Les indiscrets du "Point"*:*sans fard - Le Point
French President Emmanuel Macron criticized for spending over $30,000 on makeup
 

spaminator

Hall of Fame Member
Oct 26, 2009
28,401
963
113
French President Emmanuel Macron slapped in face during walkabout
Author of the article:Reuters
Reuters
Sudip Kar-Gupta and Michel Rose
Publishing date:Jun 08, 2021 • 18 hours ago • 2 minute read • Join the conversation
French President Emmanuel Macron talks with hospitality school students in Tain l'Hermitage, Drome department, France, Tuesday, June 8, 2021.
French President Emmanuel Macron talks with hospitality school students in Tain l'Hermitage, Drome department, France, Tuesday, June 8, 2021. PHOTO BY PHILIPPE DESMAZES / POOL /REUTERS
Article content
PARIS — A man slapped President Emmanuel Macron in the face on Tuesday during a walkabout in southern France.

Macron later said he had not feared for his safety, and that nothing would stop him carrying on with his job.


In a video circulating on social media, Macron reached out his hand to greet a man in a small crowd of onlookers standing behind a metal barrier as he visited a professional training college for the hospitality industry.

The man, who was dressed in a khaki T-shirt, then shouted “Down with Macronia” (“A Bas La Macronie”) and slapped Macron on the left side of his face.

He could also be heard shouting “Montjoie Saint Denis,” the battle cry of the French army when the country was still a monarchy.

Advertisement
STORY CONTINUES BELOW

Article content

Two of Macron’s security detail tackled the man in the T-shirt, and another ushered Macron away. Another video posted on Twitter showed that the president, a few seconds later, returned to the line of onlookers and resumed shaking hands.

The local mayor, Xavier Angeli, told franceinfo radio that Macron urged his security to “leave him, leave him” as the offender was being held to the ground.

Two people were arrested, a police source told Reuters. The identify of the man who slapped Macron, and his motives, were unclear.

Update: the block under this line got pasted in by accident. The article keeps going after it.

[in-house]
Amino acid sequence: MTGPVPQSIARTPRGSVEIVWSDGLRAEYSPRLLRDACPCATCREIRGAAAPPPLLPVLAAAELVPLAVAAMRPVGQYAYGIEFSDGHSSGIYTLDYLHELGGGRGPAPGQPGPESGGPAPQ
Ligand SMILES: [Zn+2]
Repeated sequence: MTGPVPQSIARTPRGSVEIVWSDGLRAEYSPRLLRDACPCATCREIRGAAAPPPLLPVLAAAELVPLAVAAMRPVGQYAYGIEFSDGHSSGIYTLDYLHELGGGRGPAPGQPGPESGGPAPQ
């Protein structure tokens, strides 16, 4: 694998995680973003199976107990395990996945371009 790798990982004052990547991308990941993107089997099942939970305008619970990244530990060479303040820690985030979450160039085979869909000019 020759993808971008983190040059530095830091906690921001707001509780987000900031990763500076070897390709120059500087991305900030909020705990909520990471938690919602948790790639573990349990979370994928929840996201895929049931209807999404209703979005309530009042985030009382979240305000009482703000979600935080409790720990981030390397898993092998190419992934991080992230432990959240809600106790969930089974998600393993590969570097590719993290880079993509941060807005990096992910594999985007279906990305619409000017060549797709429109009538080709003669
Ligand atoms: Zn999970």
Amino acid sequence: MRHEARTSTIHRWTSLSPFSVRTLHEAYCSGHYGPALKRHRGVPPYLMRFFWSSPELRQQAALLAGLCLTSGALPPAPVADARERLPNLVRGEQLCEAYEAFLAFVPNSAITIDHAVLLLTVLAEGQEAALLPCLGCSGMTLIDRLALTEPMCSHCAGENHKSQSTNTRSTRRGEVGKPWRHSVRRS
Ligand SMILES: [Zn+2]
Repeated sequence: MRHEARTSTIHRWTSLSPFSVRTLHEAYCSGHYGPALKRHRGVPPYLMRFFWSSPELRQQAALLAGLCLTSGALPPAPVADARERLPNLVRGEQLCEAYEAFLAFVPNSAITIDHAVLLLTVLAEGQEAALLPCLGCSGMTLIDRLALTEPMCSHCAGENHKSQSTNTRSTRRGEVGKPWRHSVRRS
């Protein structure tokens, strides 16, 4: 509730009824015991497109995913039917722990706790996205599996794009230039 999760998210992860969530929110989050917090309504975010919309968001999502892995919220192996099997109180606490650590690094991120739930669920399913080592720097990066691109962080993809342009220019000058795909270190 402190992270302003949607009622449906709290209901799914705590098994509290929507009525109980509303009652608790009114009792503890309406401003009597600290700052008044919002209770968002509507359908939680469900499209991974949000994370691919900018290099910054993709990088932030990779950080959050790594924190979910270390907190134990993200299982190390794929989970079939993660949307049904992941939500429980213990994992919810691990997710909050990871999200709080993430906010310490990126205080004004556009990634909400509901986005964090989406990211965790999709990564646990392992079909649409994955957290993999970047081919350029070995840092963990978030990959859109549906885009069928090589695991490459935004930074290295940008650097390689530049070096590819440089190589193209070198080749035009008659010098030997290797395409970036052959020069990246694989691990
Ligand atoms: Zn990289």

The slogan the man shouted has been co-opted in the past few years by royalists and people on the far-right in France, Fiametta Venner, a political scientist who studies French extremists, told broadcaster BFMTV.

Advertisement
STORY CONTINUES BELOW

Article content
Macron was on a visit to the Drome region to meet restaurateurs and students and talk about returning to a normal life after the COVID-19 pandemic.

It was one of a series of visits he is making, his aides say, to take the nation’s pulse before a presidential election next year. He later continued his visit to the region.


Macron, a former investment banker, is accused by his opponents of being a part of a moneyed elite aloof from the concerns of ordinary citizens.

In part to counter those allegations, he on occasion seeks out close contact with voters in impromptu situations, but this can throw up challenges for his security detail.

Footage at the start of Tuesday’s slapping incident showed Macron jogging over to the barrier where the onlookers were waiting, leaving his security detail struggling to keep up. When the slap happened, two of the security detail were at his side, but two others had only just caught up.

Advertisement
STORY CONTINUES BELOW

Article content
In an interview with the Dauphine Libere newspaper after the attack, Macron said: “You cannot have violence, or hate, either in speech or actions. Otherwise, it’s democracy itself that is threatened.”

“Let us not allow isolated events, ultraviolent individuals… to take over the public debate: they don’t deserve it.”

Macron said he had not feared for his safety, and had continued shaking hands with members of the public after he was struck. “I kept going, and I will keep going. Nothing will stop me,” he said.

In 2016, Macron, who was economy minister at the time, was pelted with eggs by hard-left trade unionists during a strike against labour reforms. Macron described that incident as “par for the course” and said it would not curb his determination.

Two years later, anti-government “yellow vest” protesters heckled and booed Macron in an incident that government allies said left the president shaken.